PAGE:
And then, Aaron at goodreads gave it 3 stars but called it a 3.5 star book. I noticed that he's stingier with the stars than I am, and he even has some 2-star ratings for books seen as respectable to great by just about everyone (Richard Ford's The Sportswriter, for example, although admittedly that's no Independence Day).
And finally, I got the 1-star special from a "reader" who stops on page 75, calls the author "racist," "classist," and then proves doctoral credentials by using the word "problematic" and the phrase "socially structured privilege and oppression." Well, "I'm returning this," why yes, as a matter fact, I am about to enjoy some scrumptious, finger-licking fried chicken on my subway ride back to work. And truth be told, one star is on the mark here, as it was the fried chicken fumes and advertisements all over Seoul, South Korea, where I was writing the first draft, that no doubt led to this inclusion in a Philadelphia story. Anyone with eyes or nose or stomach can clearly see that in a perfectly polished final draft, the fried chicken would of course be chicken cheesesteaks and the kisses Cyrus then procures from the bottom of his satchel in fact would be frayed remnants of salty soft pretzel marooned at the bottom of the bag. Everyday, I know more and more why some "real novelists" never read customer reviews or return to their books that are already in print.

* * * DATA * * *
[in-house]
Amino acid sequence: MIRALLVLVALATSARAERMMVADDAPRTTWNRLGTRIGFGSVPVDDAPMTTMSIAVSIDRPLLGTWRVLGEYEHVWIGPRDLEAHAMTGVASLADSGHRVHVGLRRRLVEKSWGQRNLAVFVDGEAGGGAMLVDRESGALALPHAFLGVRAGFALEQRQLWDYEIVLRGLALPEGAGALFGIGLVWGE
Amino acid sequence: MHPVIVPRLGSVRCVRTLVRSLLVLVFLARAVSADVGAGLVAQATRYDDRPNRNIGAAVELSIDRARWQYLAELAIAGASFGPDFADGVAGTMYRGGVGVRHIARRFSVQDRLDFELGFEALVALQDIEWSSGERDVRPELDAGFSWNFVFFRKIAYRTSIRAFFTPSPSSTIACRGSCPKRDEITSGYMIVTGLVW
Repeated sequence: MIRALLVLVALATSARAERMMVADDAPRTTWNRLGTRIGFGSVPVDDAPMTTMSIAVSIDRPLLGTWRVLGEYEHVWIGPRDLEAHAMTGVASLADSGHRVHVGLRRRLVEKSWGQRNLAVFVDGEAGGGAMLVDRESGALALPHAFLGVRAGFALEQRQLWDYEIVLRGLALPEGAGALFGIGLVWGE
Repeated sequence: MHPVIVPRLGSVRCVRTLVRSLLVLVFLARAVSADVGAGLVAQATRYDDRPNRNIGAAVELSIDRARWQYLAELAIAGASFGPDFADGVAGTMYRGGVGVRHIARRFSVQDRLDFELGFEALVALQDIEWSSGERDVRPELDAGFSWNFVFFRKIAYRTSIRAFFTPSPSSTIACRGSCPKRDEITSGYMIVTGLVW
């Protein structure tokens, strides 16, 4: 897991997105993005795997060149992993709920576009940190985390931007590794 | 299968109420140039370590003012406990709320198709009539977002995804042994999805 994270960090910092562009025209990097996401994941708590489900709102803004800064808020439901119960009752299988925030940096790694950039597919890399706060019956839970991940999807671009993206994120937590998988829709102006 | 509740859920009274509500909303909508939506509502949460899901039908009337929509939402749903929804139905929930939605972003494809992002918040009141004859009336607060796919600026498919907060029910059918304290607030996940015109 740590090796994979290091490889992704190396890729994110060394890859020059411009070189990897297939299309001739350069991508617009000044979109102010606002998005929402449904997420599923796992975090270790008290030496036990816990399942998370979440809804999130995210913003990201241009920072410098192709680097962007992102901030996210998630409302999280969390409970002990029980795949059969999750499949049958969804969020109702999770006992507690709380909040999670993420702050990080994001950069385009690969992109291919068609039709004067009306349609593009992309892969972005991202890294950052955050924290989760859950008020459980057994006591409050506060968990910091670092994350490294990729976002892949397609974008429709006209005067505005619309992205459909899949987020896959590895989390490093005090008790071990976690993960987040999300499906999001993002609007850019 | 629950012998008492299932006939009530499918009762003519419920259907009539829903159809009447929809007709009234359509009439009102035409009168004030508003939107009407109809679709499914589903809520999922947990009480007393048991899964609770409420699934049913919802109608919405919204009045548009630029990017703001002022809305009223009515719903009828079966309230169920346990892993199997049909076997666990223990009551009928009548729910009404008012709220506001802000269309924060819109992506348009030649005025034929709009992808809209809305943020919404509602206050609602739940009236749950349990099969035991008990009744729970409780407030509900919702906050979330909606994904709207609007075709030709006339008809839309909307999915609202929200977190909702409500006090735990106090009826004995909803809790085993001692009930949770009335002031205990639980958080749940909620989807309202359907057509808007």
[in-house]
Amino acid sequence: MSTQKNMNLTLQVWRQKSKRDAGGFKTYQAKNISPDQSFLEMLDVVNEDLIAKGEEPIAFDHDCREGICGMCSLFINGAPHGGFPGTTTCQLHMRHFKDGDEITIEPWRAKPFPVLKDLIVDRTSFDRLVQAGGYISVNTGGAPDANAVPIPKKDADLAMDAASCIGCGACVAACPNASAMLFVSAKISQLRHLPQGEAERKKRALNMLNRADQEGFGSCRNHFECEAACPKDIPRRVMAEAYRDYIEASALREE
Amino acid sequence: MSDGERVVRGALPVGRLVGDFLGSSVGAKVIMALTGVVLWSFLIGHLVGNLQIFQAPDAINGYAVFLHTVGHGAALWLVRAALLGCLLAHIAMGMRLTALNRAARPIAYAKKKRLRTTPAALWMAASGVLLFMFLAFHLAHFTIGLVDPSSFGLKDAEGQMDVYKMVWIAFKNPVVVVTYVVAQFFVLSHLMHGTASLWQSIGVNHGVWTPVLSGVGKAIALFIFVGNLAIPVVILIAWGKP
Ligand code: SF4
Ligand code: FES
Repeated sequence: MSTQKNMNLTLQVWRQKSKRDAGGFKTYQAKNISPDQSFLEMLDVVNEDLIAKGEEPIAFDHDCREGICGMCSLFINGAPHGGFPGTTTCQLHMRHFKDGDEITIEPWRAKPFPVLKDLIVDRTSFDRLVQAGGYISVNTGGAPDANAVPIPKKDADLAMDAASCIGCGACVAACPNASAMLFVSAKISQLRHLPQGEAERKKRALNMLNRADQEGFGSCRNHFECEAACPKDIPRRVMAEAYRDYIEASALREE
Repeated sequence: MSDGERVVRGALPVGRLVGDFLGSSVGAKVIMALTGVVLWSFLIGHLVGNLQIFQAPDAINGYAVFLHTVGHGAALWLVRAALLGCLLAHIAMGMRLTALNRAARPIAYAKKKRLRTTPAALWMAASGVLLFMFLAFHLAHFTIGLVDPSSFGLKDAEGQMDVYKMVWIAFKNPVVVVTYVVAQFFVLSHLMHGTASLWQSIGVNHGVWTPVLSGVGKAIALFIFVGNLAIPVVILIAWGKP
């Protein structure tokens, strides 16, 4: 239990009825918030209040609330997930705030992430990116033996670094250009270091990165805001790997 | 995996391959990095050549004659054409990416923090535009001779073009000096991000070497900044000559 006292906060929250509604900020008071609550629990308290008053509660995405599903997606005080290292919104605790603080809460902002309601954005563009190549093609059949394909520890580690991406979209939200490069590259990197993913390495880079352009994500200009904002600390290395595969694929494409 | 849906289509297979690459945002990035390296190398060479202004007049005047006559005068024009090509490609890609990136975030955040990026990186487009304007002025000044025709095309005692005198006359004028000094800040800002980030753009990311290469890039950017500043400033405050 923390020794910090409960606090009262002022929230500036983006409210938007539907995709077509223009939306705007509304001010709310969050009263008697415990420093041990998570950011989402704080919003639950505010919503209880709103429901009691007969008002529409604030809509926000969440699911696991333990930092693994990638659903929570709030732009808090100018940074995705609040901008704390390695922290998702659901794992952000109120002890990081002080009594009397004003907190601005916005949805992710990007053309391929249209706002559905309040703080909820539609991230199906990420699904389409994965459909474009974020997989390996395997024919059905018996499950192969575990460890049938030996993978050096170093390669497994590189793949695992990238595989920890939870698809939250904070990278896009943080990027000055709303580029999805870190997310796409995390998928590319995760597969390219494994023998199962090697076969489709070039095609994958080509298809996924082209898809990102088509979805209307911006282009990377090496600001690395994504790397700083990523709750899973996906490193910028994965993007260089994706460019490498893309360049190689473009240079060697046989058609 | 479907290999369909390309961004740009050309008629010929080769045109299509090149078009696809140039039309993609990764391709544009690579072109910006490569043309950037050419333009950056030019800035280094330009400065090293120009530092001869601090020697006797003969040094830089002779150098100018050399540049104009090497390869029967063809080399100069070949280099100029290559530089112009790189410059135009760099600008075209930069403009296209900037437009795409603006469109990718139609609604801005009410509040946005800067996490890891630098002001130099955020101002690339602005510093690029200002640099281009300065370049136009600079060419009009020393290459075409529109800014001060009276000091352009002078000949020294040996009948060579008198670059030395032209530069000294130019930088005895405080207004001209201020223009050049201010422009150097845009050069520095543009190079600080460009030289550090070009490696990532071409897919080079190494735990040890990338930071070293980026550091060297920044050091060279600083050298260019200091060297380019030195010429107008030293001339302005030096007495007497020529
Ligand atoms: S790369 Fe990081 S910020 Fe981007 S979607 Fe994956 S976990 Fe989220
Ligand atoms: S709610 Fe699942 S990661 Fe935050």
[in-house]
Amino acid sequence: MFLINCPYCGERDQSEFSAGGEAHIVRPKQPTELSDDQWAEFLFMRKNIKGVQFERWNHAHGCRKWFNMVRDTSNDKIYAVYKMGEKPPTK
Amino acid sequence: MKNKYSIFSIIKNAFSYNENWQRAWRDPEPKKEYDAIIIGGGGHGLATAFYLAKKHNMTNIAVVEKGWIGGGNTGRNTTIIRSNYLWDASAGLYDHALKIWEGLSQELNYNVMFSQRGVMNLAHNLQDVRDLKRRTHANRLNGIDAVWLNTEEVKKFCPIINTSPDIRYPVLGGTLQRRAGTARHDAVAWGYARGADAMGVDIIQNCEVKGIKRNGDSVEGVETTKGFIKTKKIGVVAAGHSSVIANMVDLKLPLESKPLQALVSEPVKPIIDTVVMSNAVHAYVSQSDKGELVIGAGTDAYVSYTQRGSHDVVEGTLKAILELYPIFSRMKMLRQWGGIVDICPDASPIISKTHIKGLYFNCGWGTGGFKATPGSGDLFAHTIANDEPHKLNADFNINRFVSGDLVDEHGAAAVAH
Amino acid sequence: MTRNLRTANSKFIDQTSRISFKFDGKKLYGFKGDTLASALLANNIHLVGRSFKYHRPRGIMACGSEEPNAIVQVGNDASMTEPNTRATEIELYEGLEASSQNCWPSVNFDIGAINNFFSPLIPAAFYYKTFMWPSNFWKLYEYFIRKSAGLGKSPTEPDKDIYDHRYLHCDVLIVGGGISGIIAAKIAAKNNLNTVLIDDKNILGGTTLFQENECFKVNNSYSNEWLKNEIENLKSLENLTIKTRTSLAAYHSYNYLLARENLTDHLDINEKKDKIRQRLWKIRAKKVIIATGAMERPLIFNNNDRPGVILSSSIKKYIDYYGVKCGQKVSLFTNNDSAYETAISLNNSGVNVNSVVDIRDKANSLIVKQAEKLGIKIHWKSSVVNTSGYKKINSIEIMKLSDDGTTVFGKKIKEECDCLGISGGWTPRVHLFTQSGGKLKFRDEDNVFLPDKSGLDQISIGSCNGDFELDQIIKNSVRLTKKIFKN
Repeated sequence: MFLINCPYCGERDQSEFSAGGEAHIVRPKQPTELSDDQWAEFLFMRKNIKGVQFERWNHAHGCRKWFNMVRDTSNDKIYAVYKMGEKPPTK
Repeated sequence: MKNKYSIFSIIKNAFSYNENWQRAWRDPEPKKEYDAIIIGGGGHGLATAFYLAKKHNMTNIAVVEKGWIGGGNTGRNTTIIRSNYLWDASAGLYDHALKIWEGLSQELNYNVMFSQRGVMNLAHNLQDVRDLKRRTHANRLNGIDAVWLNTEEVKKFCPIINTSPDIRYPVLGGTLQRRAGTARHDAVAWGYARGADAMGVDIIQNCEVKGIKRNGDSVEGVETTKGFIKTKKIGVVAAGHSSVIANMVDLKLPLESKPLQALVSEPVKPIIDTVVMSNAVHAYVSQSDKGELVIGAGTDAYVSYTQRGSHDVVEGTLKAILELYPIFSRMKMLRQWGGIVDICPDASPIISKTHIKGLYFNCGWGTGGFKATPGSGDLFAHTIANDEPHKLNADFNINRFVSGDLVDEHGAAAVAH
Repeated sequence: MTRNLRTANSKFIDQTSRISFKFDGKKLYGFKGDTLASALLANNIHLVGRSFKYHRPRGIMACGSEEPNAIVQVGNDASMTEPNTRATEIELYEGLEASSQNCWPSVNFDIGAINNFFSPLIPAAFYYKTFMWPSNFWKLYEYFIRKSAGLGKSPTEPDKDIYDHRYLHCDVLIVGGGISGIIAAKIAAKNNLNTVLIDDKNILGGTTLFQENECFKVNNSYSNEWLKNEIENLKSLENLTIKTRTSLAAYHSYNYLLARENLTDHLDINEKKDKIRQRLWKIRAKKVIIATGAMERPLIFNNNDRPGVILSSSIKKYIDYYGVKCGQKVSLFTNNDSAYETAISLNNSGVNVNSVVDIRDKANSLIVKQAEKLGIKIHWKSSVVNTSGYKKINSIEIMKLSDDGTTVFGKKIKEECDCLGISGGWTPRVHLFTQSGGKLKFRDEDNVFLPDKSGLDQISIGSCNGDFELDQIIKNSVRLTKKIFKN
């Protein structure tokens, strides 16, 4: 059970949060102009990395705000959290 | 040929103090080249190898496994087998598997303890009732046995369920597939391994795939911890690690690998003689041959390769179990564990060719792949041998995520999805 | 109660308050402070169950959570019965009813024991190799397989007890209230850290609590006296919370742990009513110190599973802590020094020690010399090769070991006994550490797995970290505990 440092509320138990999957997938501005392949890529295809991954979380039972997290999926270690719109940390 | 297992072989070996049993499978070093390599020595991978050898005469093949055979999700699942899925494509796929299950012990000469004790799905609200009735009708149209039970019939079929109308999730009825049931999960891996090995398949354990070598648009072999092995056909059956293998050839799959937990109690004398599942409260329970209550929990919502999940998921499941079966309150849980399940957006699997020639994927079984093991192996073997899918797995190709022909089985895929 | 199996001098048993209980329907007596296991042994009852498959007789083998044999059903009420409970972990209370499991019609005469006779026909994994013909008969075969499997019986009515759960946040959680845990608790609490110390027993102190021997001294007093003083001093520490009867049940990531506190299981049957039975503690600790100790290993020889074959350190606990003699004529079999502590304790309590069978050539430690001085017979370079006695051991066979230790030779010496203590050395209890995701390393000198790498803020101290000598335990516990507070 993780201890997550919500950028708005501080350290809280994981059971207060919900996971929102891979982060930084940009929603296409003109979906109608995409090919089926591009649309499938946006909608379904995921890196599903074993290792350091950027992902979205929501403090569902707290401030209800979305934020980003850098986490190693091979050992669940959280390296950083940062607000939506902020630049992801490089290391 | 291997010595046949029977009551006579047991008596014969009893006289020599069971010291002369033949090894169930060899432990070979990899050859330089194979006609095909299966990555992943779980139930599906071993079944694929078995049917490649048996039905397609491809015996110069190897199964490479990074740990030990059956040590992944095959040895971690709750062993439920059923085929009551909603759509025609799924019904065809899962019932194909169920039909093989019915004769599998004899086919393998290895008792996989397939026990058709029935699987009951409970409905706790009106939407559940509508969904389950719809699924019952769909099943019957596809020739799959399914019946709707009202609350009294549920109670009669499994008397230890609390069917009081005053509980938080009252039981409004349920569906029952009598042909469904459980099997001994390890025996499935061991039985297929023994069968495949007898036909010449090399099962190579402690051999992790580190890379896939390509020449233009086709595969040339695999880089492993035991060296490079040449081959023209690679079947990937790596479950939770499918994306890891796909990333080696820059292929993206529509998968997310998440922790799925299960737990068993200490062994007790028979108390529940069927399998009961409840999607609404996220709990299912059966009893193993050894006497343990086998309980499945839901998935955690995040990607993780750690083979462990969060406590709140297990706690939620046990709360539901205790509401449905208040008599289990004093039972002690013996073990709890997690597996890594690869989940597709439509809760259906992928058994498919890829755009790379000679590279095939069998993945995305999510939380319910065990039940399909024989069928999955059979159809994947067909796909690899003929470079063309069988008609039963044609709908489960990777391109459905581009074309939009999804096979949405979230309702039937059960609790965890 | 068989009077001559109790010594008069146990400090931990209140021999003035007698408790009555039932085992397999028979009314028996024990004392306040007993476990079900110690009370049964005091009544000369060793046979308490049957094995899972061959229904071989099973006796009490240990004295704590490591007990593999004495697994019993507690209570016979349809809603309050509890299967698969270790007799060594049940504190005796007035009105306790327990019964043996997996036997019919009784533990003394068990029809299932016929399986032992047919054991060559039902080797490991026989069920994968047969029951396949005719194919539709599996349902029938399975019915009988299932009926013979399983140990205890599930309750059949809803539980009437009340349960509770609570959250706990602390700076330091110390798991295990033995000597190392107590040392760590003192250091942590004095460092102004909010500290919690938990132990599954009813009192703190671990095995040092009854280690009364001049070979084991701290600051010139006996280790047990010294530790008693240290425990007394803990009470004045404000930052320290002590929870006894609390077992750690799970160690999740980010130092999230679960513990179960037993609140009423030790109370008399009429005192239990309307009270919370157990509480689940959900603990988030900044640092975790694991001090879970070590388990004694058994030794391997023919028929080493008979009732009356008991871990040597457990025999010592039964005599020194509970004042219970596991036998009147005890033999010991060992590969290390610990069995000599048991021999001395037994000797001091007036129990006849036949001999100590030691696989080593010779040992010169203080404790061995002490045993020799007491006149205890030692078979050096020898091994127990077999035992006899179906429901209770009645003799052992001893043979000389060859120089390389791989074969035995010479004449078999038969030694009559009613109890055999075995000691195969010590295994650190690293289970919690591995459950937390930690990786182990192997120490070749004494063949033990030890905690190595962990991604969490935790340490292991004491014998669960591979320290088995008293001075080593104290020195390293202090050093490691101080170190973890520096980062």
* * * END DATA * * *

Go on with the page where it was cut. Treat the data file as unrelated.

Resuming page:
Well, if you're out there "I'm returning this," to be fair, I could reimburse you personally if the book has been such a burden. Alas, as you know or surmise, I can't offer you fair compensation for the contract labor you are about to embark upon, but I could send you up to $14.95. This would not be a problem although I'd prefer you give Fight for Your Long Day a few more hours of your precious time. It is a novel worth reflecting upon, or at least that's what the vast majority of reviewers seem to indicate. The Robert Watts review on amazon could be a good place to start.
And years from now, one star, when we are both safely ensconced among the forgotten millions, and with time on our hands, we can sit down and break biscuits and grumble about white meat, wings, legs, and thighs, and all else beyond the plate.
And good luck.
And, well, fight for your long day!